Qatar’s chief diplomat affirmed that Ankara issued many warnings about the Kurdistan Workers’ Party (PKK)-linked People’s Protection Units (YPG), arguing that it was not fair to blame Turkey “as Ankara wants to clear its territory and stand up against terrorism.” To show support for Turkey’s narrative about Operation Peace Spring being largely about fighting terrorism, the Qatari foreign minister stated: “The threats are coming from specific groups linked to the PKK, which is a classified terrorist group… Ankara’s sole goal is to eradicate the threat there and Turkey does not want to stay on Syrian territory in the future.”
On October 12, the Arab League’s Secretary General joined the foreign minister of many members of the body in calling Turkey’s campaign an “invasion of an Arab state’s land and an aggression on its sovereignty.” Qatar and Somalia, which also hosts a Turkish military presence, were the only two members of the Arab League to express reservations about the body’s resolution condemning Turkey’s campaign while Libya’s UN-recognized government rejected it.
Doha expressing support for Turkey at a time in which most of the international community voiced opposition to Ankara’s Syria operation spoke volumes about the Qatari-Turkish alliance’s strength. Government officials and media outlets in the ATQ countries used the situation at the Arab League to paint Qatar as an isolated state that breaks with consensuses reached among governments of the Arab world. “The Qatari reservation puts Qatar in one trench with the aggressor, and I have no further comment,” said Egypt’s Foreign Minister Sameh Shoukry.
Late last month, the Qatari ambassador to Turkey, Salem bin Mubarak al-Shafi, hailed the agreement that the governments of Turkey, Russia, and the U.S. reached on the proposed safe zone’s parameters in Syria along the Turkish border as a “diplomatic victory” for Ankara. In the same interview, the Qatari ambassador reaffirmed Doha’s position behind Turkey’s right to take military action against threats to its security, pointing to a recent phone call between Qatar’s emir Tamim bin Hamad and Erdogan as Doha’s “clear support” for Ankara. The envoy praised Turkey because its leadership “did not bow to international pressure or foreign dictations” while stating that the criticism that Ankara receive for waging its operation in northern Syria was reflective of “double standards practiced by the critics.”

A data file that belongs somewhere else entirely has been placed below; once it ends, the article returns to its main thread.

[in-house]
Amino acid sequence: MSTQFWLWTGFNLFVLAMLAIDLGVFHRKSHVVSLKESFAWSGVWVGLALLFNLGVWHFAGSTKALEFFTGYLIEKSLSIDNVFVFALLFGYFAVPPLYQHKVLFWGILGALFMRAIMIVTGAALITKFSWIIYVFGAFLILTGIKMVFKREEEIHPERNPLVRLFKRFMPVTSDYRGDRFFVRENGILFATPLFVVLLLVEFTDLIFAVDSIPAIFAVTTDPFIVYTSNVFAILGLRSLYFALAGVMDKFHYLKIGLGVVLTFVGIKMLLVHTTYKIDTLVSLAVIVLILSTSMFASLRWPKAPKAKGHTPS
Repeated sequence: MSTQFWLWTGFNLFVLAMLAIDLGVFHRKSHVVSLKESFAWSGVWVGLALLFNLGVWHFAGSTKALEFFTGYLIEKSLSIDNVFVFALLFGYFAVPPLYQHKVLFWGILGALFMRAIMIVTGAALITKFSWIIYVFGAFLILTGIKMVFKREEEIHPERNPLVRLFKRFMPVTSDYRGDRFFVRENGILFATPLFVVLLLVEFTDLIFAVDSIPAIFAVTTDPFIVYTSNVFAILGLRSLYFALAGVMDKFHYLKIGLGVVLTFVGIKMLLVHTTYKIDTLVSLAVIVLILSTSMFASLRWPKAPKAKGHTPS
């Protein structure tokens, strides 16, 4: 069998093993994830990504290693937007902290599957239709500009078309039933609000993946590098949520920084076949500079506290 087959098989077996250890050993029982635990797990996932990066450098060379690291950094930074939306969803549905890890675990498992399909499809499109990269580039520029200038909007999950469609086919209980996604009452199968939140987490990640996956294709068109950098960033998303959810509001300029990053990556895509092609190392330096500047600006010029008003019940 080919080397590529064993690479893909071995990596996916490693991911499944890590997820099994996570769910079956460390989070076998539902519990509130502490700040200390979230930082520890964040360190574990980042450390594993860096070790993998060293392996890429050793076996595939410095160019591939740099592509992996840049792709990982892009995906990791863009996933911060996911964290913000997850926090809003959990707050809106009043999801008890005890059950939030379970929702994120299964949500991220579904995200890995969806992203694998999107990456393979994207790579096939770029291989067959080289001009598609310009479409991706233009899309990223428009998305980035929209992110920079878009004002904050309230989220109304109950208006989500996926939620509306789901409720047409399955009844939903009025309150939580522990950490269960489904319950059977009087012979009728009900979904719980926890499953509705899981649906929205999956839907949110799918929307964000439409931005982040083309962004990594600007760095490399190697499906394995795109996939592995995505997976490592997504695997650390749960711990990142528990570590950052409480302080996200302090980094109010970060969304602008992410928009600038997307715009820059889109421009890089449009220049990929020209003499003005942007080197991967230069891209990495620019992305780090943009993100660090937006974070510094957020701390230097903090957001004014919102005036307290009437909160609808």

Although Qatar has previously been relatively isolated within the Arab world regarding past Turkish military operations against the YPG/PKK in Iraq and Syria, in the current period with the blockade becoming increasingly institutionalized in the Middle East’s geopolitical order, Doha finds itself with even less of a choice. Put simply, Qatar essentially has to show support to Turkey on sensitive regional issues that directly impact Turkish national security.
Nonetheless, that is not to say that the leaderships in Doha and Ankara have the same perspective or threat perception of the YPG. While keen to maintain Doha’s strategic relationship with Turkey, Qatar supported Ankara last month amid Operation Peace Spring albeit with some unease and hesitation. As Gerd Nonneman explained, the Qatari leadership did not want the YPG’s “anti-Assad work being chucked out the window” and Doha (like Washington) saw some value in the militia’s role against the Islamic State. Additionally, after the Turks launched their anti-YPG campaign, Qatar made efforts to help the different parties de-escalate their tensions.
Yet by refusing to side with Bahrain, Kuwait, Saudi Arabia, and the UAE in condemning Turkey’s military incursion into northern Syria, the GCC’s institutional weakness and irrelevance are increasingly visible. Doha’s decision to back Ankara was illustrative of the extent to which Qatar counts on its alliance with Turkey in order to counter the emirate’s relative state of isolation in the Gulf. Moreover, with Operation Peace Spring playing out in the Gulf in ways that further highlight the Qatar-ATQ split, the odds are good that Doha’s position on the Turkish campaign will undermine the possibility (even if always remote) of a rapprochement between Qatar and the blockading states.